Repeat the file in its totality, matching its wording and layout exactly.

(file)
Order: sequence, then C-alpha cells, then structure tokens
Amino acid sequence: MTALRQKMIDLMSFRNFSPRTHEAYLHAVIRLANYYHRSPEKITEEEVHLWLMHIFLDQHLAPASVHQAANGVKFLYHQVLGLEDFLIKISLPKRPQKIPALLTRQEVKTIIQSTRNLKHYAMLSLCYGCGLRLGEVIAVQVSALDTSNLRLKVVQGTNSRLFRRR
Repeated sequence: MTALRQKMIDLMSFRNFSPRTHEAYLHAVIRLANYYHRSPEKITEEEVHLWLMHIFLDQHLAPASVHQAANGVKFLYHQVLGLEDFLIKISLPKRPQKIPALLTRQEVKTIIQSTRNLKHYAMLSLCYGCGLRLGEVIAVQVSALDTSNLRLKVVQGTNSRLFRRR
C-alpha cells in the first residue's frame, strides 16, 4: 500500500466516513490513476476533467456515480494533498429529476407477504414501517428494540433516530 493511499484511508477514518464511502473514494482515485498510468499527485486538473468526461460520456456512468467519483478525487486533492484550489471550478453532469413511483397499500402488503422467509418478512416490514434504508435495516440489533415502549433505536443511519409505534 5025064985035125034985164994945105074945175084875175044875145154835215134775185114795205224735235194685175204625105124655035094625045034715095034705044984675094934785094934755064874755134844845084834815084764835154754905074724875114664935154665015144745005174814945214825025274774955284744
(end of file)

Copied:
Order: sequence, then C-alpha cells, then structure tokens
Amino acid sequence: MTALRQKMIDLMSFRNFSPRTHEAYLHAVIRLANYYHRSPEKITEEEVHLWLMHIFLDQHLAPASVHQAANGVKFLYHQVLGLEDFLIKISLPKRPQKIPALLTRQEVKTIIQSTRNLKHYAMLSLCYGCGLRLGEVIAVQVSALDTSNLRLKVVQGTNSRLFRRR
Repeated sequence: MTALRQKMIDLMSFRNFSPRTHEAYLHAVIRLANYYHRSPEKITEEEVHLWLMHIFLDQHLAPASVHQAANGVKFLYHQVLGLEDFLIKISLPKRPQKIPALLTRQEVKTIIQSTRNLKHYAMLSLCYGCGLRLGEVIAVQVSALDTSNLRLKVVQGTNSRLFRRR
C-alpha cells in the first residue's frame, strides 16, 4: 500500500466516513490513476476533467456515480494533498429529476407477504414501517428494540433516530 493511499484511508477514518464511502473514494482515485498510468499527485486538473468526461460520456456512468467519483478525487486533492484550489471550478453532469413511483397499500402488503422467509418478512416490514434504508435495516440489533415502549433505536443511519409505534 5025064985035125034985164994945105074945175084875175044875145154835215134775185114795205224735235194685175204625105124655035094625045034715095034705044984675094934785094934755064874755134844845084834815084764835154754905074724875114664935154665015144745005174814945214825025274774955284744